The cafe is an architectural gem, removed from the hustle and bustle of Chestnut Street. But the logistics of dealing with a historic building and all that marble made an effective exhaust system impossible.
All the cooking is done in the Manayunk kitchens of BLT's Catering, managers of the cafe known as BLT's at Boyd's. An on-site oven allows for reheating.
When two earlier managements failed to make a go of the store's magnificent mezzanine space, caterers Bill and Lisa T. Shapiro (catch the BLTs?) agreed to take over with the provision that they also would operate a food-delivery service from the site. Now, about 40 percent of the cafe's business is in delivery.
They added an espresso bar with eight seats (bringing the total to 34), enhanced the garden-mood with a trellis, ivy and a potted plant between the tables and the shoe department. They started exhibiting artwork for sale (without commission) and scheduled special Wednesday-night programs like wine tastings. And both sides are delighted with the results.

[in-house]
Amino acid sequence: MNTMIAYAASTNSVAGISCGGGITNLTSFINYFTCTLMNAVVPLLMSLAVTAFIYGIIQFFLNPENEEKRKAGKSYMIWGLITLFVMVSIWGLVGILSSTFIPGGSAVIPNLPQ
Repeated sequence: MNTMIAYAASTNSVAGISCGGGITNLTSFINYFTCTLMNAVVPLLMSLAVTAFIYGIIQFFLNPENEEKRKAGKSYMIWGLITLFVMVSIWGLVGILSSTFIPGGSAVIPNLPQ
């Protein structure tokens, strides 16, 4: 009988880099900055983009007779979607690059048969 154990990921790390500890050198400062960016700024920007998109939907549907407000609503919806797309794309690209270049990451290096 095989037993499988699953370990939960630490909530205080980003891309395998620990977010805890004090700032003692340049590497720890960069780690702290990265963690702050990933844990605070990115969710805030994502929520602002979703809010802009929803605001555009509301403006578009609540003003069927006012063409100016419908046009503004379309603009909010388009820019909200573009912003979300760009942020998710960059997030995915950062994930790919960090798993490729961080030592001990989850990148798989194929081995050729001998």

"It's mutually beneficial, kind of symbiotic," said Bill Shapiro.
"We're limited by store hours and having no private entrance but it's good exposure being in a well-established store. And those little old ladies eating lunch might buy a scarf for their grandson."
For the Cafe Flower Shop at Beautiful Moments, it wasn't until the 5-year- old flower shop expanded, adding new quarters at the Philadelphian, that owners Russell Palmer and Stephen Janick had enough space in the original 25th and Meredith Streets location to open the cafe they'd wanted for years.
"Back when we purchased the building we thought, 'Wouldn't it be fun to have a cafe in the flower shop?' " Palmer recalled.
Now, with a new experienced chef, the 35-seat cafe serves breakfast, lunch, dinner, espresso and desserts (7:30 a.m. to 10 p.m.) and accounts for about 60 percent of the business at that location. Meanwhile, the shop is bright with